Las Vegas re-branded itself sometime in my early adult life as a 21-plus paradise of debauchery and excess — punctuated by one of the all-time great PR campaign slogans, “What happens in Vegas stays in Vegas.”
I’ve been to Sin City many times and love it very much, but in my estimation 48 hours is about the perfect amount of time to be there.
Timberwolves head coach Ryan Saunders, by contrast, had been in Vegas for the better part of two weeks when I talked to him Monday night. The occasion for the extended stay was a positive — it meant the Summer League Wolves, who started play July 5, had kept playing all the way to the championship game, where they fell Monday to Memphis — but the coach sounded like he had a bit of a basketball hangover.
“I was there the entire time (for Summer League) and three days of free agency in Los Angeles before that,” said Saunders, who spent the time evaluating players and meeting with new assistant coaches while one of those assistants, Pablo Prigioni, ran the Summer League team. “I’m ready to go home. So ready.”
What he brings back to Target Center remains to be seen, but this much is certain: A lot of things the Summer Wolves did in going 6-1 can be construed as the seeds of what Saunders and the rest of the Timberwolves’ brain trust would like to see extended to the full NBA squad this fall and winter.
In other words, contrary to that catchy slogan, Saunders doesn’t want what happened in Vegas to stay in Vegas.
Specifically, the things Saunders talked about Monday fit into these five categories.
*Philosophy: Since Gersson Rosas took over as President two months ago, and even back a little further to when Saunders was named interim head coach in January, the Wolves have talked about playing with pace, having interchangeable parts that create a “position-less” feel on the court and other such modern NBA things. The seven games in Las Vegas were the first demonstration of the alignment of those goals in action.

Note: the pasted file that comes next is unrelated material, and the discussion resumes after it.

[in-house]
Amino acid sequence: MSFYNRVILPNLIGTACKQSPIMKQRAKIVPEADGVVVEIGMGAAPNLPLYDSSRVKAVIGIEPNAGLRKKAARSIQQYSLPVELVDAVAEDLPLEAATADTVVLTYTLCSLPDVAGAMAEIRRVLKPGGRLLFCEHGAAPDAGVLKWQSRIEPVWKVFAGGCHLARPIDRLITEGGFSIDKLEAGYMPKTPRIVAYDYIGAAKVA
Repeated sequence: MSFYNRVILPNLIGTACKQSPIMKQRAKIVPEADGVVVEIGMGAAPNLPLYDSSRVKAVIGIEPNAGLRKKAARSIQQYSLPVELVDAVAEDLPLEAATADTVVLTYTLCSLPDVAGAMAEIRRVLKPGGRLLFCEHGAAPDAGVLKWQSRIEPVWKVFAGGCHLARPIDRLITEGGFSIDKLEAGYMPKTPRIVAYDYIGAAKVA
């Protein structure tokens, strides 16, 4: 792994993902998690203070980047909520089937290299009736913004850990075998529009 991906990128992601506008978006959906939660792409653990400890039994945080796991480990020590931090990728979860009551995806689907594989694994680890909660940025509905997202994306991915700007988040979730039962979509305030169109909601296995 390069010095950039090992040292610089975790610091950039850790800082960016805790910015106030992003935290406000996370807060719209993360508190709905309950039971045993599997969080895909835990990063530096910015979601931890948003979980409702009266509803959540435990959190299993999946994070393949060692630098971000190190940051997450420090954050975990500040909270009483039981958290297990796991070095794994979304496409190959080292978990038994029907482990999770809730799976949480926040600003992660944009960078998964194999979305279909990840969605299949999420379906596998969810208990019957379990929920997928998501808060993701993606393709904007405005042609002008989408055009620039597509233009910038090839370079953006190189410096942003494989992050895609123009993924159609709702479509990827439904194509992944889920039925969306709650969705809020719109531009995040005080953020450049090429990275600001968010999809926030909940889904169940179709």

“You do take positives out of it. You can find things both as a coach and as a player about yourself. I think as coaches we find things about players as well,” said Saunders, who had a similar experience when leading the Summer Wolves to a runner-up finish when he was an assistant coach in 2016. “You want to win and compete because we’re competitors and we’re in pro sports, but it’s one of those things where you learn what your philosophy can be what works. Summer league is a real opportunity.”
*Offensive efficiency: On offense, there are multiple facets to that philosophical change. But the most striking one in Las Vegas was shot selection. Through four games, the Wolves were attempting more than 80 percent of their field goals either from three-point range or at the rim. Last year, that figure was 60 percent. Continue that pace, and it’s one more high-value shot out of every five than they had last season.
“Our staff has grown and grown and now we’re at a full staff,” Saunders said. “We have had a number of meetings in terms of how we want to play offensively and defensively – about our identity and our shot values. Taking the correct point value shots, based on points per possession. We spent a lot of time with that and worked a lot with our offensive concepts. … Our shot charts were where we want to be. More free throws, layups, three point shots. I feel that was a positive.”